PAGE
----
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Generation and functional characterization of induced pluripotent stem-cell-derived keratinocytes as an in-vitro model for Cockayne Syndrome, Xeroderma Pigmentosum and UV-sensitive Syndrome
Generation and functional characterization of induced pluripotent stem-cell-derived keratinocytes as an in-vitro model for Cockayne Syndrome, Xeroderma Pigmentosum and UV-sensitive Syndrome
Recent progress in induced pluripotent stem-cell (iPS) research and genome editing has enabled the development of new approaches in clinical research for previously incurable diseases. Using these new technologies, I sought deeper understanding of a group of related diseases, namely Cockayne syndrome, xeroderma pigmentosum, and UV sensitive syndrome. The shared features in these diseases are their heredity aspect and the insufficiency of repair systems for DNA damage. The impairment of DNA repair systems leads to successive accumulation of genomic mutations, which often greatly elevate the risk of cancer and neuronal damage, and the skin’s sensitivity to ultraviolet (UV) light exposure. The specific differences among these related diseases are unknown. Effective therapies have also not yet been discovered. In this study, I used Clustered Regularly Interspaced Short Palindromic Repeats interference (CRISPRi), a method that can specifically and efficiently suppress genes of interest in undifferentiated and differentiated iPS cells. I developed a system to elucidate molecular mechanisms that cause the specific characteristics of the diseases. For instance, when I suppressed ERCC6, a gene responsible for Cockayne syndrome, cell proliferation of iPS cells was impaired. A similar phenotype was observed using iPS cells generated from a Cockayne syndrome patient, suggesting that CRISPRi can reproduce the diseases’ phenotypes. This thesis will discuss differences and commonalities in phenotypes among the three diseases at the cellular and molecular levels. My work is based on suppressing the genes that are responsible for the diseases by testing iPS cells and iPS-cell-derived keratinocytes. Based on these findings new ideas for implication as therapy may be considerable, which I will discuss at the end of this thesis.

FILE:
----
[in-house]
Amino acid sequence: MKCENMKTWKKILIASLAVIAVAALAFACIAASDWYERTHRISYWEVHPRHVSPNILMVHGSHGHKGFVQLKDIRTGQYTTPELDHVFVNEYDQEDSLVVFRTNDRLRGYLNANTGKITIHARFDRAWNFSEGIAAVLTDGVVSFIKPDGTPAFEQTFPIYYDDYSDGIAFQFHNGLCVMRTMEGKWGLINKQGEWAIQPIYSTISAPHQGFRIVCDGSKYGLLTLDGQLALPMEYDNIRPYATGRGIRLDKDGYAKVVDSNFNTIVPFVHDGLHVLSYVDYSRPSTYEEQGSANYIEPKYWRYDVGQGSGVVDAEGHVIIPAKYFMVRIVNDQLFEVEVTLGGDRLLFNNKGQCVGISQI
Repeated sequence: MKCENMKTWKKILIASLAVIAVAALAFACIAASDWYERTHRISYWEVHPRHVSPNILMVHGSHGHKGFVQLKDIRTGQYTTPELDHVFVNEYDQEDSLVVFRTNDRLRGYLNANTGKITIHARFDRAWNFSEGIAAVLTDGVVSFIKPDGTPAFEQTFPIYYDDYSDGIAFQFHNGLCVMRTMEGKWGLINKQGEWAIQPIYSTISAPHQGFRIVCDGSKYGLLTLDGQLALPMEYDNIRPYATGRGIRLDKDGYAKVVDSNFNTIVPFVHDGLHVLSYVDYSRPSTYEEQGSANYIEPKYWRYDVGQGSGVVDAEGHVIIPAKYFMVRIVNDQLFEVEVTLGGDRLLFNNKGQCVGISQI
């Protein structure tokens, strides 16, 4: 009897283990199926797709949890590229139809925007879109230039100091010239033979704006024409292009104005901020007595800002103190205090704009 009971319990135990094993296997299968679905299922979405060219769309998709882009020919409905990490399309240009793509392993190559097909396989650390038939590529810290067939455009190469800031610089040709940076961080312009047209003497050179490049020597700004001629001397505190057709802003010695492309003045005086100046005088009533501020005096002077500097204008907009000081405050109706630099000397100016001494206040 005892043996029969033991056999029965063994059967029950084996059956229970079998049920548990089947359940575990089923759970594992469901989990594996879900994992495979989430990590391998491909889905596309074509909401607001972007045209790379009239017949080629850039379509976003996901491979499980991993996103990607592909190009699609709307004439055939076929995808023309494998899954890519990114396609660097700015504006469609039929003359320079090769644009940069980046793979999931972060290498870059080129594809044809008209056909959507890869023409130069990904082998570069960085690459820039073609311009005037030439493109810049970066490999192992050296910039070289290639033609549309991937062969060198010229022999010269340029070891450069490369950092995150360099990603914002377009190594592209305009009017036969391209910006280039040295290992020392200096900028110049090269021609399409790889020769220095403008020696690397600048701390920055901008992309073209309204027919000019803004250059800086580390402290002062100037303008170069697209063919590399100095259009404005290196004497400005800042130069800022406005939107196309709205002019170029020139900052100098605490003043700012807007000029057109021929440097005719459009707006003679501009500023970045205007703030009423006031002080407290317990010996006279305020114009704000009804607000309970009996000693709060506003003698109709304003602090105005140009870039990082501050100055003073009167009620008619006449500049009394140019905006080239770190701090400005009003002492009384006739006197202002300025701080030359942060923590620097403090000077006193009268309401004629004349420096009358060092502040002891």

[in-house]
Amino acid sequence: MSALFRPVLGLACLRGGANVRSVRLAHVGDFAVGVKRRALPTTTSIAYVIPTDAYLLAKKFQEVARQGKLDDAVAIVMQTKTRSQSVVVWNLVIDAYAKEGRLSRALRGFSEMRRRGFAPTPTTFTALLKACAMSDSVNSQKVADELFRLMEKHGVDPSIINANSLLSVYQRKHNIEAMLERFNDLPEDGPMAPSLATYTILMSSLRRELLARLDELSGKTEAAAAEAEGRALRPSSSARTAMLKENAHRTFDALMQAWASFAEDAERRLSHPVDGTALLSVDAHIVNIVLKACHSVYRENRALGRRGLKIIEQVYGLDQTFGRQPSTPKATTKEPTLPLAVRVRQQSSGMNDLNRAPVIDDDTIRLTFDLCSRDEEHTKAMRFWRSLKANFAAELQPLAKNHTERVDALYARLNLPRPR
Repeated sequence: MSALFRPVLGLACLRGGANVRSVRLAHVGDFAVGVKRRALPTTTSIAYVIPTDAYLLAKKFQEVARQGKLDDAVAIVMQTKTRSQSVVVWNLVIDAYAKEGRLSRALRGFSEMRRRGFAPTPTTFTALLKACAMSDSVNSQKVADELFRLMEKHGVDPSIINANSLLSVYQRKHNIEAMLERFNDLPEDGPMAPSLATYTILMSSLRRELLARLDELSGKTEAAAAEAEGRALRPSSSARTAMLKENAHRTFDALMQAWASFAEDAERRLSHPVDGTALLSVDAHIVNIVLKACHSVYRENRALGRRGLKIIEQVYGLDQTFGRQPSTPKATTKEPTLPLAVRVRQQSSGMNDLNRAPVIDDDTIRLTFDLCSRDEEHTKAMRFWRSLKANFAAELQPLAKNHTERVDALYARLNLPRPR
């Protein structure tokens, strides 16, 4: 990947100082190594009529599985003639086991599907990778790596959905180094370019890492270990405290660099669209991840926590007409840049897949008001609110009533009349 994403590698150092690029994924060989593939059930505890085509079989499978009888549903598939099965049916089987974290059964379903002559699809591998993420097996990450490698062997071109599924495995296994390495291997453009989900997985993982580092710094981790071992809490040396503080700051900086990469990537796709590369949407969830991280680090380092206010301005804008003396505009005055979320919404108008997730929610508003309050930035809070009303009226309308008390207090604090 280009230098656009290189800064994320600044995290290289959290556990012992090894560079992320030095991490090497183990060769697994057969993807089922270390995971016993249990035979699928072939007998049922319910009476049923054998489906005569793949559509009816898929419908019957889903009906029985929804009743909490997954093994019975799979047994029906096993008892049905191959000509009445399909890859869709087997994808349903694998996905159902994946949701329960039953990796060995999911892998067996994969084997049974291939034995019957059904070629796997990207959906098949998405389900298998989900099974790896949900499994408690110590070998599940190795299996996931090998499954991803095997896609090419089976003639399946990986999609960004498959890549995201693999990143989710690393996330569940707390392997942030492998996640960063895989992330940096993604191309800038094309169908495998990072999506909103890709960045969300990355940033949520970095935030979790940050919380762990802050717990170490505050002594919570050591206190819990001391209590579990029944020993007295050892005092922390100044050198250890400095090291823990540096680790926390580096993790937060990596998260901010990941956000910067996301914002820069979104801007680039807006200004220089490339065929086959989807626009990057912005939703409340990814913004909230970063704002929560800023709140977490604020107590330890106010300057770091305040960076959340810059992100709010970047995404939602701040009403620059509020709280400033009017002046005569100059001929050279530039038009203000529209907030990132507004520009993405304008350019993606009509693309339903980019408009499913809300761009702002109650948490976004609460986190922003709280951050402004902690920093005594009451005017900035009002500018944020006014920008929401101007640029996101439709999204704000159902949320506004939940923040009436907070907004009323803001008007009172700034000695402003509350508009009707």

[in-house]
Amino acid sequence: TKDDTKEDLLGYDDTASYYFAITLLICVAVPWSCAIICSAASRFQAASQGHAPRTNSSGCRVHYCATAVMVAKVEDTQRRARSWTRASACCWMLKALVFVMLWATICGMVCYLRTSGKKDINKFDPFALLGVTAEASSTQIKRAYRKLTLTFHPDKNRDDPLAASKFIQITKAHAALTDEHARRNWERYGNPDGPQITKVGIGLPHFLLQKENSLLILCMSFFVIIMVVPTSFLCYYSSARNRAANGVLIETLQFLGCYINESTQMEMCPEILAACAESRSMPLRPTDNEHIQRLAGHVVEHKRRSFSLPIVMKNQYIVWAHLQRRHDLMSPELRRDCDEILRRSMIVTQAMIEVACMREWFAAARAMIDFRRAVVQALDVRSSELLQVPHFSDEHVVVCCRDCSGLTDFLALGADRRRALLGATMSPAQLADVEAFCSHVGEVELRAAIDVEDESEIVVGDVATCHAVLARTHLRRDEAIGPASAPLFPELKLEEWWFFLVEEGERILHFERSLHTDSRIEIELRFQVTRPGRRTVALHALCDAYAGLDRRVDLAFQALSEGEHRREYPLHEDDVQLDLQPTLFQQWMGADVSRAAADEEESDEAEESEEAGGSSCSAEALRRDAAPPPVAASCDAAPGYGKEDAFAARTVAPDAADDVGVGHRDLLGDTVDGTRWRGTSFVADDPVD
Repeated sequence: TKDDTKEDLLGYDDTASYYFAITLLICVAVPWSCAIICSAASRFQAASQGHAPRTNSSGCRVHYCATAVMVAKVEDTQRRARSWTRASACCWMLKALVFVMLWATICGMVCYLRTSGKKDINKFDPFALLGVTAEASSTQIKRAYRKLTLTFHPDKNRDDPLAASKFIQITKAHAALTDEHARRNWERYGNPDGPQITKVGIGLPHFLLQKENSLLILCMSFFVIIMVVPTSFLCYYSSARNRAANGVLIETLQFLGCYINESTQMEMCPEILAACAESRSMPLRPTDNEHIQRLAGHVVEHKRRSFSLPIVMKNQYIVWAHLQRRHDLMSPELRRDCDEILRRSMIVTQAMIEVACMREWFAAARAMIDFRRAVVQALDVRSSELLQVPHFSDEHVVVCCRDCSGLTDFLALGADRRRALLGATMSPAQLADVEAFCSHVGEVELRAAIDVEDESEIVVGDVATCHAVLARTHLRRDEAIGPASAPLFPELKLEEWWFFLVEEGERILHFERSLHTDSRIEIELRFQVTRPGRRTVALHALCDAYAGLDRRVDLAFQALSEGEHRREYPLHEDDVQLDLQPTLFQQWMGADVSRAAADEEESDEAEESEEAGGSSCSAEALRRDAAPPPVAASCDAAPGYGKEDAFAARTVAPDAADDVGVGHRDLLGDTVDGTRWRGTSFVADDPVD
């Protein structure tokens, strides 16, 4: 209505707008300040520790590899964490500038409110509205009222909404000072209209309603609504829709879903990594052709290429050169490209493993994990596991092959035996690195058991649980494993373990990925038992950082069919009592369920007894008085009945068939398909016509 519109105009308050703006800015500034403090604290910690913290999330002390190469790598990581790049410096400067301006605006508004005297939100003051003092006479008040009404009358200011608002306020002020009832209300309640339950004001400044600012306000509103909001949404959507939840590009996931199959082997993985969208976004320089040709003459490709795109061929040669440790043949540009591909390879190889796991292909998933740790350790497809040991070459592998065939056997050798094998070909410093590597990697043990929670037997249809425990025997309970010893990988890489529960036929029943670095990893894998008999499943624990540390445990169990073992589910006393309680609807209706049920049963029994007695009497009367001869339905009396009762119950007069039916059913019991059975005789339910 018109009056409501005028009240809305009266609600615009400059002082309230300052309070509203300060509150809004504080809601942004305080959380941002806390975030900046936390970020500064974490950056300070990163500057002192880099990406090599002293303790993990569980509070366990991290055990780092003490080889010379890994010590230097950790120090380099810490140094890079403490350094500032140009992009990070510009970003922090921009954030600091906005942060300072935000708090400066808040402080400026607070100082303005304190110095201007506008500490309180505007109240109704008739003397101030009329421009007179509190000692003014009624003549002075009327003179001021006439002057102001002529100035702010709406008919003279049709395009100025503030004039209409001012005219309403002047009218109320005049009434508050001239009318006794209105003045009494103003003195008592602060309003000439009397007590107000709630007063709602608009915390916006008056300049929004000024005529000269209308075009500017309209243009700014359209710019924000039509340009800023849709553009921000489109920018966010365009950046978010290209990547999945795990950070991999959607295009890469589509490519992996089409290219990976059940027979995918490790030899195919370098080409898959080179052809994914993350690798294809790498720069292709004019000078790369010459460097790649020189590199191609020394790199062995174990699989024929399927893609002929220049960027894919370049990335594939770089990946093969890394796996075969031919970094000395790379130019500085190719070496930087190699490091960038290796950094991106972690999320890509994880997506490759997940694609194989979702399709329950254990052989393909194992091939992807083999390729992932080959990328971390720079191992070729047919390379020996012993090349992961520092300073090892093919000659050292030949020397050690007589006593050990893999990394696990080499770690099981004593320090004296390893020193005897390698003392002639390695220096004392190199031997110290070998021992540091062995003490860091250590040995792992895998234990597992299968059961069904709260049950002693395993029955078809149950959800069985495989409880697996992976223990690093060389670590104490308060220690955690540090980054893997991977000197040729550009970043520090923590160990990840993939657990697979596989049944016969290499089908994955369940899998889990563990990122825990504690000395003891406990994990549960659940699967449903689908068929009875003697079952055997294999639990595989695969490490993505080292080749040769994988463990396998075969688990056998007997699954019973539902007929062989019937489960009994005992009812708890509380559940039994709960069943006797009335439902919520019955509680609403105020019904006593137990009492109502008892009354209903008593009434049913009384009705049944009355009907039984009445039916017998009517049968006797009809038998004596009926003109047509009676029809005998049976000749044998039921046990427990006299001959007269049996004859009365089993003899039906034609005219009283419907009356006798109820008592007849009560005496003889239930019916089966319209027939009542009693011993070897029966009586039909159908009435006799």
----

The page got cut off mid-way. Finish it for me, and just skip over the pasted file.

iPS Cells, Keratinocytes, Genome, Cockayne Syndrome, Xeroderma Pigmentosum, UV-sensitive Syndrome, CRISPR, CRISPRi, Genome editing, Japan, cell model
Prell, Tobias
2022
English
Universitätsbibliothek der Ludwig-Maximilians-Universität München
Prell, Tobias (2022): Generation and functional characterization of induced pluripotent stem-cell-derived keratinocytes as an in-vitro model for Cockayne Syndrome, Xeroderma Pigmentosum and UV-sensitive Syndrome. Dissertation, LMU München: Faculty of Medicine
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Abstract

Recent progress in induced pluripotent stem-cell (iPS) research and genome editing has enabled the development of new approaches in clinical research for previously incurable diseases. Using these new technologies, I sought deeper understanding of a group of related diseases, namely Cockayne syndrome, xeroderma pigmentosum, and UV sensitive syndrome. The shared features in these diseases are their heredity aspect and the insufficiency of repair systems for DNA damage. The impairment of DNA repair systems leads to successive accumulation of genomic mutations, which often greatly elevate the risk of cancer and neuronal damage, and the skin’s sensitivity to ultraviolet (UV) light exposure. The specific differences among these related diseases are unknown. Effective therapies have also not yet been discovered. In this study, I used Clustered Regularly Interspaced Short Palindromic Repeats interference (CRISPRi), a method that can specifically and efficiently suppress genes of interest in undifferentiated and differentiated iPS cells. I developed a system to elucidate molecular mechanisms that cause the specific characteristics of the diseases. For instance, when I suppressed ERCC6, a gene responsible for Cockayne syndrome, cell proliferation of iPS cells was impaired. A similar phenotype was observed using iPS cells generated from a Cockayne syndrome patient, suggesting that CRISPRi can reproduce the diseases’ phenotypes. This thesis will discuss differences and commonalities in phenotypes among the three diseases at the cellular and molecular levels. My work is based on suppressing the genes that are responsible for the diseases by testing iPS cells and iPS-cell-derived keratinocytes. Based on these findings new ideas for implication as therapy may be considerable, which I will discuss at the end of this thesis.